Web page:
Letter 15

Ternan’s Column


13th Jan. 1902

My dear Grace.

Your letters are most amusing; you are the most impudent little monkey in the world; upon my word if I were at home I should be strongly inclined to put you across my knee. So now you have the pater & mater with you and I suppose you are very happy; I only wish I could be there too. We have been having pretty rough times of it lately, marching, marching all the time since we left Zastrou a month ago but I believe we have at last come to our destination and we are going to settle down. We thought we had finished yesterday but the water near the camp was not good and we were within rifle range of a kopje on which there were seen a lot of Boers when we first came up, so it was decided to move to a better place & here we are having started about 8.30; it is now 11.30. We are in the middle of a vast plain with splendid grazing ground all round us and about 2 miles and a half away is a tremendously steep kopje the beginning of a long range of hills which stretch away in the distance. On this kopje the Boers keep an outpost for watching us and directly a party moves out towards them they of course take to the hills and are lost. On the right of this kopje is a kloof (a sort of valley the sides of the hills on each side being very precipitous) and in this kloof yesterday we discovered two or three huts in which were hidden away over a hundred Dutch women and children. We shall probably burn these huts and turn the women out in the course of a day or two; it ought to have been done at once. There are one or two other kopjes dotted about the veldt about three miles or so from us and on these we catch glimpses of figures (Boers) moving about; directly we see enough of them we let rip the pom-pom into them and they run like rabbits into their holes. Through glasses all their movements & the switching of their horses’ tails can be distinguished easily. I have given up my wagon and now live in a sort of lean-to tent and cannot use a table in it, consequently I write my letters in pencil. I believe also that I can write longer with a pencil without getting tired than I can with a pen. We have started fortifying the camp and putting barbed wire entanglements round so as to prevent rushes or stealthy creeping in by the enemy on dark nights.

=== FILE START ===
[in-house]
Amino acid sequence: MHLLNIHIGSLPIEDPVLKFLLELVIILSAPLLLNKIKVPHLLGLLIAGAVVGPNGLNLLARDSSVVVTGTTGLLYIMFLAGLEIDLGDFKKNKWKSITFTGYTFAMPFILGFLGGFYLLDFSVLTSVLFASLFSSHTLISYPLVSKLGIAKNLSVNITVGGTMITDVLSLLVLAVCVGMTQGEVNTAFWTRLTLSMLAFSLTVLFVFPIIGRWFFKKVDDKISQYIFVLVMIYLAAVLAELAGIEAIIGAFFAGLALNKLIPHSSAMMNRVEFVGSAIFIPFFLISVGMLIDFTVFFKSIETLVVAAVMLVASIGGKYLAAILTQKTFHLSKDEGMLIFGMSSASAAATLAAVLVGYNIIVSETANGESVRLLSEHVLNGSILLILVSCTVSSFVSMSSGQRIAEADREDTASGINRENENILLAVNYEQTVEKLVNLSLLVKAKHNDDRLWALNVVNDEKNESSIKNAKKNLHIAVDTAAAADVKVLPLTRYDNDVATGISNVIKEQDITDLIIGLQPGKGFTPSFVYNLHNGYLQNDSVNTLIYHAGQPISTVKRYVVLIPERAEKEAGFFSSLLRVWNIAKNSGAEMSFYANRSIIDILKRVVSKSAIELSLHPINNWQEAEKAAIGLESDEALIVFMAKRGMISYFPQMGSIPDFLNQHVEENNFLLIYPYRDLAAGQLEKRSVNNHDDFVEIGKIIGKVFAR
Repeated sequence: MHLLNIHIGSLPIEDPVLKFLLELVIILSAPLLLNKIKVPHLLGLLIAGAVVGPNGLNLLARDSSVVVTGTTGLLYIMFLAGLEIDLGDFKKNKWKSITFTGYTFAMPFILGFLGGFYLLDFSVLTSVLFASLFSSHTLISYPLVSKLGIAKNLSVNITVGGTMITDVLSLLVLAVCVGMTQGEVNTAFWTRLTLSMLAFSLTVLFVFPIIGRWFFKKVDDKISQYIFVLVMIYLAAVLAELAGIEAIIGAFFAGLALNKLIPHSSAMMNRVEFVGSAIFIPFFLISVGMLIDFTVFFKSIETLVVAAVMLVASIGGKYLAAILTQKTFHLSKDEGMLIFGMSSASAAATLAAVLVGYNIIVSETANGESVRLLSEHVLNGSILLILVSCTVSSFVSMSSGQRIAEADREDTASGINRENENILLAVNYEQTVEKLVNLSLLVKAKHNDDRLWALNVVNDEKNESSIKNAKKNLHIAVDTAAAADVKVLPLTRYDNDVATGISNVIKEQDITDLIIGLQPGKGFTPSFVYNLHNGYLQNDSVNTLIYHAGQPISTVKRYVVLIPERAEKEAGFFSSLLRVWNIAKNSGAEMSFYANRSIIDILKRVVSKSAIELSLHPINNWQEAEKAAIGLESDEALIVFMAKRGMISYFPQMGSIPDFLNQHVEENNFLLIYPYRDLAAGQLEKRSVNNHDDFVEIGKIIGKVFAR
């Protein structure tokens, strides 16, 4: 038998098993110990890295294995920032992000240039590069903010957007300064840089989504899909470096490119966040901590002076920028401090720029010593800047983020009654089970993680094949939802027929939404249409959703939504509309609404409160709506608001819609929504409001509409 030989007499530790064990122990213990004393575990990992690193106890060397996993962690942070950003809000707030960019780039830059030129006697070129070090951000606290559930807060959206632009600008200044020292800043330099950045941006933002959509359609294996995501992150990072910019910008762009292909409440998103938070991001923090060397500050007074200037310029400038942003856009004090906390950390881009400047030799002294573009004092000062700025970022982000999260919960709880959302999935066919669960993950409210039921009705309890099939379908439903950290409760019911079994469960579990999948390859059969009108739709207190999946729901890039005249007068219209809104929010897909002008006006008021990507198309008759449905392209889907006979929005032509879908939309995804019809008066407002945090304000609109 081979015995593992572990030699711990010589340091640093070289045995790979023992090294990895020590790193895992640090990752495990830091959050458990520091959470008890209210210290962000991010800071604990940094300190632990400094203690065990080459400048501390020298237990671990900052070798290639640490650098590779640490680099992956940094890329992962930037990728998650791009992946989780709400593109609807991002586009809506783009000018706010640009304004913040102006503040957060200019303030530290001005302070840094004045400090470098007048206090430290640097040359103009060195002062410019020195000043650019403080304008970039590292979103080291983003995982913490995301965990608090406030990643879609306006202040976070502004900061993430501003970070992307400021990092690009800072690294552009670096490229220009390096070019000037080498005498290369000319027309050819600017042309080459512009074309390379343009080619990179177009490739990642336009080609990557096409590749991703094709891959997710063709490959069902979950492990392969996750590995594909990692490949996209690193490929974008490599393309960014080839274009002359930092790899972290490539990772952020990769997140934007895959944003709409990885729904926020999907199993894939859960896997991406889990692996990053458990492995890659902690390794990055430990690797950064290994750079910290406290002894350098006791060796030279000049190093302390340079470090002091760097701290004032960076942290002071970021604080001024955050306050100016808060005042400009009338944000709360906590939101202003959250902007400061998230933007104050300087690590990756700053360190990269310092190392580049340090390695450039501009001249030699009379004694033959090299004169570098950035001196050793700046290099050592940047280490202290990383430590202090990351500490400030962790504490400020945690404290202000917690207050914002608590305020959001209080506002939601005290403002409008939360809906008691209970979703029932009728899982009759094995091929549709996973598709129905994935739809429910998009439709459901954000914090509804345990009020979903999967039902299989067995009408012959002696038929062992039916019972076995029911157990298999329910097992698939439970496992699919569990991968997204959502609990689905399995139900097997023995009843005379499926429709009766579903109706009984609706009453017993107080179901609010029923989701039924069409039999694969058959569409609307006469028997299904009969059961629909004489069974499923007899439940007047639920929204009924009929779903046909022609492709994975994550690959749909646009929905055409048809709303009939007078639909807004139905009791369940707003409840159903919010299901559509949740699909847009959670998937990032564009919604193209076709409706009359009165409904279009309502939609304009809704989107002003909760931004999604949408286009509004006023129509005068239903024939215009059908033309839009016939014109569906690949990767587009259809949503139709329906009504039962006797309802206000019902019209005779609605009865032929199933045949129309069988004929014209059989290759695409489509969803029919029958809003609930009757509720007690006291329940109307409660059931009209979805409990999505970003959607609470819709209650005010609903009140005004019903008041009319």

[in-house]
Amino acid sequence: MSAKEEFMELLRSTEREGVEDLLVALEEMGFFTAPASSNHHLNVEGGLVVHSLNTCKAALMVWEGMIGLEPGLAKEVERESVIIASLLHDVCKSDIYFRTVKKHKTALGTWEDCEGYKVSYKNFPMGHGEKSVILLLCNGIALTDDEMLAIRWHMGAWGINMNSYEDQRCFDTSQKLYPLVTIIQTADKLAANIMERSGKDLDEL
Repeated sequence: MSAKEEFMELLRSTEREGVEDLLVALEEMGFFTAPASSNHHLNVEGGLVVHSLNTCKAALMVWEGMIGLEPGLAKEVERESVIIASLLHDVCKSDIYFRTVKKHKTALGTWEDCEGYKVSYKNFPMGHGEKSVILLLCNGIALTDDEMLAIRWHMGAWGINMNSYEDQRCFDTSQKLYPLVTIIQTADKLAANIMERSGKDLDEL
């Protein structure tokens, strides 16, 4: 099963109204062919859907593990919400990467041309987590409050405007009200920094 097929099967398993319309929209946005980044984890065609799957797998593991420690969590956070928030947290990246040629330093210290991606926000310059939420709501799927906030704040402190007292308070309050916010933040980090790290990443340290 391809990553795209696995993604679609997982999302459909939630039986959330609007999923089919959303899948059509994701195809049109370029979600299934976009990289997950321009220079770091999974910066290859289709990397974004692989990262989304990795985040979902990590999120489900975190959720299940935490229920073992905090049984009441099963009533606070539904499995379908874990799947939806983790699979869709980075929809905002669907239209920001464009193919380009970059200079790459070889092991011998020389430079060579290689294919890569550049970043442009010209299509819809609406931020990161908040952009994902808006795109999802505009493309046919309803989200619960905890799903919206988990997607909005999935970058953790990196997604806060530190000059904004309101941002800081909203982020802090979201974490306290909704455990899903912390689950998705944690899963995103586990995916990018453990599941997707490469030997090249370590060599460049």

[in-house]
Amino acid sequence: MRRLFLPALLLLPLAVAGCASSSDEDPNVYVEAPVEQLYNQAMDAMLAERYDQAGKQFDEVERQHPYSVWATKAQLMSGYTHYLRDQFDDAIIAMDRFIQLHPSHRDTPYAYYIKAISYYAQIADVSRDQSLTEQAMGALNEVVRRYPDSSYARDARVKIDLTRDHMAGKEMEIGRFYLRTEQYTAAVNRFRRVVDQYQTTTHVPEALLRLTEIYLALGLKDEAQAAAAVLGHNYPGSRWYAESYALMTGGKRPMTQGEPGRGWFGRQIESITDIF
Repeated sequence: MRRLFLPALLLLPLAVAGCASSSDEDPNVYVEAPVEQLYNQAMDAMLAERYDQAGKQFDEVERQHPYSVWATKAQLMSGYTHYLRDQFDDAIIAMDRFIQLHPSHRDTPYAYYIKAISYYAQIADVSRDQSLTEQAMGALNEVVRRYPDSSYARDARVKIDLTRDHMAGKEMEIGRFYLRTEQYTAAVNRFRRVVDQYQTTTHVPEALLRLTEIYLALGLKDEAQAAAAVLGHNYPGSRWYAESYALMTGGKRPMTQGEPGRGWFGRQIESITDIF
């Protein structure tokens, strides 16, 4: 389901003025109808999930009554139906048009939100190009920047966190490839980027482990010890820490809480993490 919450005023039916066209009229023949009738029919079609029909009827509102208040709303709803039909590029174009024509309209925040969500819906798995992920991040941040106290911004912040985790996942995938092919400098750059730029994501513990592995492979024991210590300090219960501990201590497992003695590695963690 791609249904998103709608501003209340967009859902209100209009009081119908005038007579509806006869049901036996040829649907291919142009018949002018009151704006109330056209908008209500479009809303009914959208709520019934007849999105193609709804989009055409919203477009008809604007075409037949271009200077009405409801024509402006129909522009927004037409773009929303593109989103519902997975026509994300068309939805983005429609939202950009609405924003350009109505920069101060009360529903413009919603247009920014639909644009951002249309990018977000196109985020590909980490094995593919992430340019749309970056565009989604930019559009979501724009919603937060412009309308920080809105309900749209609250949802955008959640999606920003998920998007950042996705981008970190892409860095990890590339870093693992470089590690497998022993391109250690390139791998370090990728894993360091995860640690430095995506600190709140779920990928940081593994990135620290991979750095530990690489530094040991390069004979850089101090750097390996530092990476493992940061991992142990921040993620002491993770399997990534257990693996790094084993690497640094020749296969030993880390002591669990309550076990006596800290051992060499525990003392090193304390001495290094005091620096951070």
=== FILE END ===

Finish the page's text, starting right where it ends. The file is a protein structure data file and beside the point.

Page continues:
Since writing my last letters to Mother & R. I have received three more letters from you, M & R and also the sham V.C. which is most excellent. One good thing about this position we shall now get our mails regularly as Vicksburg being on the Basuto border is entered without any fear of molestation by the Boers, that is, from the other side (Basutoland side) and there is uninterrupted communication with Bloemfontein, so that when we go in for our weekly supplies we also bring out our mails. This is a most excellent arrangement. I do not know how long we shall be but most probably some time, perhaps a couple of months. I intend giving myself a month’s holiday some time this year as I am entitled to leave and feel that I must get away from the war and all things connected with it. I shall go to Cape Town or Durban. Next June I hope to be able to go. I could get home but that is out of the question till the war is over unless I am invalided which I am afraid in my present condition is impossible, I am like a porpoise and as red faced as possible. Healthy! I feel as if I were treading on air in the early mornings when it is cool.

Give my love to all your girl friends especially little “Sweet Seventeen” Dolly.

What is the name of Elviva’s people in Durban from Johannesburg? Is it Lichtenstein? because if so they are Jews & Heaven forfend! that I should go & see them. I cannot say I care for Israelites. There are some big timber merchants & brokers in Johannesburg called Lichtenstein the same name as the old fat chap in Calcutta. Good bye now with fond love from

Your loving brother


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